Cardiac rehab carries a small risk of complications.
If you have a health problem that makes exercise unsafe, your rehab will not include an exercise program. These health problems include:
Even if you can't exercise or be active, you will benefit from other parts of a cardiac rehab program. For example, you can get help with quitting smoking and reducing stress. And you can get advice on how to eat a heart-healthy diet. This type of education can lower the risk of heart-related death.
Tell your doctor and others on your rehab team about all of the medicines you are taking, especially if they cause any side effects during exercise. Medicines may also affect your ability to participate in cardiac rehab. Some prescribed medicines can change your heart rate, blood pressure, and overall ability to exercise.
When you exercise, be sure that you are aware of signs and symptoms that mean you should stop exercising and contact your doctor.
Knowing how your body is responding to exercise and what physical conditions are normal for your rehab is important. Your rehab team will show you how to keep track of how you feel, what your heart rate is, and what your blood pressure is. This can help you be aware of problems while you exercise. It can also tell you how your heart is improving.
If you have any other physical or medical concerns such as influenza (flu), a backache, or knee pain, it is best that you put off exercising until the problem passes. You should seek medical advice if you have any questions or concerns.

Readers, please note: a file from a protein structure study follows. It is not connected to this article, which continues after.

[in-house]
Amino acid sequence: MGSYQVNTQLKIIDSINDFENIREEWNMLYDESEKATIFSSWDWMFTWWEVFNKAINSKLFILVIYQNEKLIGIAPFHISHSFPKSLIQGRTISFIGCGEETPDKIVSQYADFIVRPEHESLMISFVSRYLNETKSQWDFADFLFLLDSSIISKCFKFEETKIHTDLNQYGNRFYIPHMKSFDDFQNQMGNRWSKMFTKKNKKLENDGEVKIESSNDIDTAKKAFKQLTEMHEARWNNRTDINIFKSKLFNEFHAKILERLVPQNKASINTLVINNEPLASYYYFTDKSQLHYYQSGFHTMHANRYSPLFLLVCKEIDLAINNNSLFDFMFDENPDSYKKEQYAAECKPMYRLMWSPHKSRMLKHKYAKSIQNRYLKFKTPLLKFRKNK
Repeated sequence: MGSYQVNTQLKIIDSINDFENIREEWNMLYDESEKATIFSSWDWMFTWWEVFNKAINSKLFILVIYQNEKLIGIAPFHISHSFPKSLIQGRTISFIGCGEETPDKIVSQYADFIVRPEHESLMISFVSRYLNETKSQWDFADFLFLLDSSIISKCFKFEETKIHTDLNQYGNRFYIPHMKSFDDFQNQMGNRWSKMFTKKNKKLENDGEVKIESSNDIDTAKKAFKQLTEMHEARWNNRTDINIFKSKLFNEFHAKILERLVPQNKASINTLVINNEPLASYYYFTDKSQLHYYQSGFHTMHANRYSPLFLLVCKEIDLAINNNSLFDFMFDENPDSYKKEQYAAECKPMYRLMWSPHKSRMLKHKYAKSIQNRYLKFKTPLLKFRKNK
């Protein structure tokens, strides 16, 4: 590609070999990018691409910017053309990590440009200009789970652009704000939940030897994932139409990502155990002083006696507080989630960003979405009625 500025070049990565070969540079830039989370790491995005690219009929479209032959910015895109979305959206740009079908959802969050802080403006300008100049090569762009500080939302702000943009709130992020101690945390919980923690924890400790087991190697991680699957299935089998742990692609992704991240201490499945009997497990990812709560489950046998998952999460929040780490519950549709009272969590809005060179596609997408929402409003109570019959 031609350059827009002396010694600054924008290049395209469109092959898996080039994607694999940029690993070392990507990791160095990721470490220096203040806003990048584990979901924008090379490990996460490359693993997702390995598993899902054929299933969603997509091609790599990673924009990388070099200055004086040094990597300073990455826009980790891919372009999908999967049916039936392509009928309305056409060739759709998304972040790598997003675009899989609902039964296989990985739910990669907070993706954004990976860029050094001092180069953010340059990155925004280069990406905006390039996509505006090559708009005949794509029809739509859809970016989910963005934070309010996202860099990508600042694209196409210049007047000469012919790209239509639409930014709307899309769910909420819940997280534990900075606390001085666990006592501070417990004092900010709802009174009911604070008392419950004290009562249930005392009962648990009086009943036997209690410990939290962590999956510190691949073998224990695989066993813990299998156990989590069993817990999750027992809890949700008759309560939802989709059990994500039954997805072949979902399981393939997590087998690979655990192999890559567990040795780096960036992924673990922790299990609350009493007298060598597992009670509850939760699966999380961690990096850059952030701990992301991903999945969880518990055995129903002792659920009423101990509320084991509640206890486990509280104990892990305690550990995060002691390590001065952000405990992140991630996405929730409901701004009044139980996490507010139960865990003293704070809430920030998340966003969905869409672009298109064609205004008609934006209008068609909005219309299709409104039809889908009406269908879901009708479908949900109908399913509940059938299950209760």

Your rehab team will tell you which symptoms mean you should call for help.
Call 911 anytime you think you may need emergency care. For example, call if:
Call your doctor or nurse advice line now or seek immediate medical care if:
Watch closely for changes in your health, and be sure to contact your doctor or nurse advice line if you have any problems.
Cardiac rehab may help you to:
You may also find that cardiac rehab helps you to:
Another benefit is attending a program with others who have had a similar experience. You will know that you are not alone. You and the others in the program can support and encourage each other. This can help you get back your emotional and mental well-being.
You also learn how to live a heart-healthy life. You'll learn how to:
Current as of: September 7, 2022
Author: Healthwise StaffMedical Review: Rakesh K. Pai MD, FACC - Cardiology, ElectrophysiologyE. Gregory Thompson MD - Internal MedicineMartin J. Gabica MD - Family MedicineAdam Husney MD - Family MedicineRichard D. Zorowitz MD - Physical Medicine and Rehabilitation
Current as of: September 7, 2022
Author: Healthwise Staff
Medical Review:Rakesh K. Pai MD, FACC - Cardiology, Electrophysiology & E. Gregory Thompson MD - Internal Medicine & Martin J. Gabica MD - Family Medicine & Adam Husney MD - Family Medicine & Richard D. Zorowitz MD - Physical Medicine and Rehabilitation